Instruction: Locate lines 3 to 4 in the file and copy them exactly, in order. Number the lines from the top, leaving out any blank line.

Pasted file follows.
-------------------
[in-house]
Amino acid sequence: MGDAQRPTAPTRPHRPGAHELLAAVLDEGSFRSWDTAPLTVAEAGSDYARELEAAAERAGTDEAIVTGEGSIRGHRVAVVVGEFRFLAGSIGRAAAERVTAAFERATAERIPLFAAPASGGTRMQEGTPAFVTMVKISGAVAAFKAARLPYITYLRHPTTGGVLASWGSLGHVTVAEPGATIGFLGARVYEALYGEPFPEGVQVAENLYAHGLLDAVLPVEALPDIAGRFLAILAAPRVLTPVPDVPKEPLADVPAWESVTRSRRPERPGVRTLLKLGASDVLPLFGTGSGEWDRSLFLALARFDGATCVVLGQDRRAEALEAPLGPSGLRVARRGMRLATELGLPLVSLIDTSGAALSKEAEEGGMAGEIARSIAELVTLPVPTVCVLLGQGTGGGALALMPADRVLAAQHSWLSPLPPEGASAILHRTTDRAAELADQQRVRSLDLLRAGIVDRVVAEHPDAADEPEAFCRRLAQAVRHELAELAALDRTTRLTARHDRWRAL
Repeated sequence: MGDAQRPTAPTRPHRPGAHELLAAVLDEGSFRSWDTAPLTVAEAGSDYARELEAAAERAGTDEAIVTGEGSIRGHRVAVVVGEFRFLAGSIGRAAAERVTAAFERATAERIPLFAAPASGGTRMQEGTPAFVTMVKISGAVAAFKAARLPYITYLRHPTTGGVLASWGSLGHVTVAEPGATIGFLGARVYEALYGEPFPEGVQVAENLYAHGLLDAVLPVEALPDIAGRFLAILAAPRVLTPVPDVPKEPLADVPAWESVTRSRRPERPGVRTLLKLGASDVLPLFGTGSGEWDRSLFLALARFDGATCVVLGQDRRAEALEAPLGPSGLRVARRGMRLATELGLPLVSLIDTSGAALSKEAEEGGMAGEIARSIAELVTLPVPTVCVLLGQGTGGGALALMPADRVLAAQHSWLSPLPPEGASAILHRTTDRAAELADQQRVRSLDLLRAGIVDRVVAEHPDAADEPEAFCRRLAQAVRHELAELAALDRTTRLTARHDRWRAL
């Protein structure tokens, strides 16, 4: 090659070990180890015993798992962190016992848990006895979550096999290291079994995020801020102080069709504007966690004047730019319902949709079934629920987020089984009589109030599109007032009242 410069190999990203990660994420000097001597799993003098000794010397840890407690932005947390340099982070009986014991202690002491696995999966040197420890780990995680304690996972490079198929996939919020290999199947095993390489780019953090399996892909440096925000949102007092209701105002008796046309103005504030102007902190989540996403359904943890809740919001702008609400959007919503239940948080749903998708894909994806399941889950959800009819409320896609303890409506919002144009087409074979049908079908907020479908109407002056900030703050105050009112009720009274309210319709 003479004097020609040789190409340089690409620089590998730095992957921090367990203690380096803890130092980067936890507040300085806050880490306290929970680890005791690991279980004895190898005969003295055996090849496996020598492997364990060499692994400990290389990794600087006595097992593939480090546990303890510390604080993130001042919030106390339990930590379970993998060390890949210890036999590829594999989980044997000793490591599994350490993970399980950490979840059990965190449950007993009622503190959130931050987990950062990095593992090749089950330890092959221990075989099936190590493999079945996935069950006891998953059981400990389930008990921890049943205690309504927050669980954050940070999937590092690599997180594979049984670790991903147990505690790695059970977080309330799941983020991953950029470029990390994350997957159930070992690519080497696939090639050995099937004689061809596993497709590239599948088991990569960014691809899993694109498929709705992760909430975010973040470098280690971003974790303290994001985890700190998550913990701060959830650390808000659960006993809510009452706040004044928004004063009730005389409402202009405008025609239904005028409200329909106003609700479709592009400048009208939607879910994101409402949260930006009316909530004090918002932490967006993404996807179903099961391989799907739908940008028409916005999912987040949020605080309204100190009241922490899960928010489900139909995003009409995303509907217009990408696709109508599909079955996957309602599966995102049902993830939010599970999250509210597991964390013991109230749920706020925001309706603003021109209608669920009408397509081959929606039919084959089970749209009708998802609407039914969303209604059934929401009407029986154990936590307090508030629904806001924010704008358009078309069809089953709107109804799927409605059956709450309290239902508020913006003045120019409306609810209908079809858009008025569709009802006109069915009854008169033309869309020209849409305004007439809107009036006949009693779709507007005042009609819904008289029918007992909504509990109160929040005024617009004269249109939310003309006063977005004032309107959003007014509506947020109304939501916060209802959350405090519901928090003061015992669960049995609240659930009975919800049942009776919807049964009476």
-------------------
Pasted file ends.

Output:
Repeated sequence: MGDAQRPTAPTRPHRPGAHELLAAVLDEGSFRSWDTAPLTVAEAGSDYARELEAAAERAGTDEAIVTGEGSIRGHRVAVVVGEFRFLAGSIGRAAAERVTAAFERATAERIPLFAAPASGGTRMQEGTPAFVTMVKISGAVAAFKAARLPYITYLRHPTTGGVLASWGSLGHVTVAEPGATIGFLGARVYEALYGEPFPEGVQVAENLYAHGLLDAVLPVEALPDIAGRFLAILAAPRVLTPVPDVPKEPLADVPAWESVTRSRRPERPGVRTLLKLGASDVLPLFGTGSGEWDRSLFLALARFDGATCVVLGQDRRAEALEAPLGPSGLRVARRGMRLATELGLPLVSLIDTSGAALSKEAEEGGMAGEIARSIAELVTLPVPTVCVLLGQGTGGGALALMPADRVLAAQHSWLSPLPPEGASAILHRTTDRAAELADQQRVRSLDLLRAGIVDRVVAEHPDAADEPEAFCRRLAQAVRHELAELAALDRTTRLTARHDRWRAL
């Protein structure tokens, strides 16, 4: 090659070990180890015993798992962190016992848990006895979550096999290291079994995020801020102080069709504007966690004047730019319902949709079934629920987020089984009589109030599109007032009242 410069190999990203990660994420000097001597799993003098000794010397840890407690932005947390340099982070009986014991202690002491696995999966040197420890780990995680304690996972490079198929996939919020290999199947095993390489780019953090399996892909440096925000949102007092209701105002008796046309103005504030102007902190989540996403359904943890809740919001702008609400959007919503239940948080749903998708894909994806399941889950959800009819409320896609303890409506919002144009087409074979049908079908907020479908109407002056900030703050105050009112009720009274309210319709 003479004097020609040789190409340089690409620089590998730095992957921090367990203690380096803890130092980067936890507040300085806050880490306290929970680890005791690991279980004895190898005969003295055996090849496996020598492997364990060499692994400990290389990794600087006595097992593939480090546990303890510390604080993130001042919030106390339990930590379970993998060390890949210890036999590829594999989980044997000793490591599994350490993970399980950490979840059990965190449950007993009622503190959130931050987990950062990095593992090749089950330890092959221990075989099936190590493999079945996935069950006891998953059981400990389930008990921890049943205690309504927050669980954050940070999937590092690599997180594979049984670790991903147990505690790695059970977080309330799941983020991953950029470029990390994350997957159930070992690519080497696939090639050995099937004689061809596993497709590239599948088991990569960014691809899993694109498929709705992760909430975010973040470098280690971003974790303290994001985890700190998550913990701060959830650390808000659960006993809510009452706040004044928004004063009730005389409402202009405008025609239904005028409200329909106003609700479709592009400048009208939607879910994101409402949260930006009316909530004090918002932490967006993404996807179903099961391989799907739908940008028409916005999912987040949020605080309204100190009241922490899960928010489900139909995003009409995303509907217009990408696709109508599909079955996957309602599966995102049902993830939010599970999250509210597991964390013991109230749920706020925001309706603003021109209608669920009408397509081959929606039919084959089970749209009708998802609407039914969303209604059934929401009407029986154990936590307090508030629904806001924010704008358009078309069809089953709107109804799927409605059956709450309290239902508020913006003045120019409306609810209908079809858009008025569709009802006109069915009854008169033309869309020209849409305004007439809107009036006949009693779709507007005042009609819904008289029918007992909504509990109160929040005024617009004269249109939310003309006063977005004032309107959003007014509506947020109304939501916060209802959350405090519901928090003061015992669960049995609240659930009975919800049942009776919807049964009476």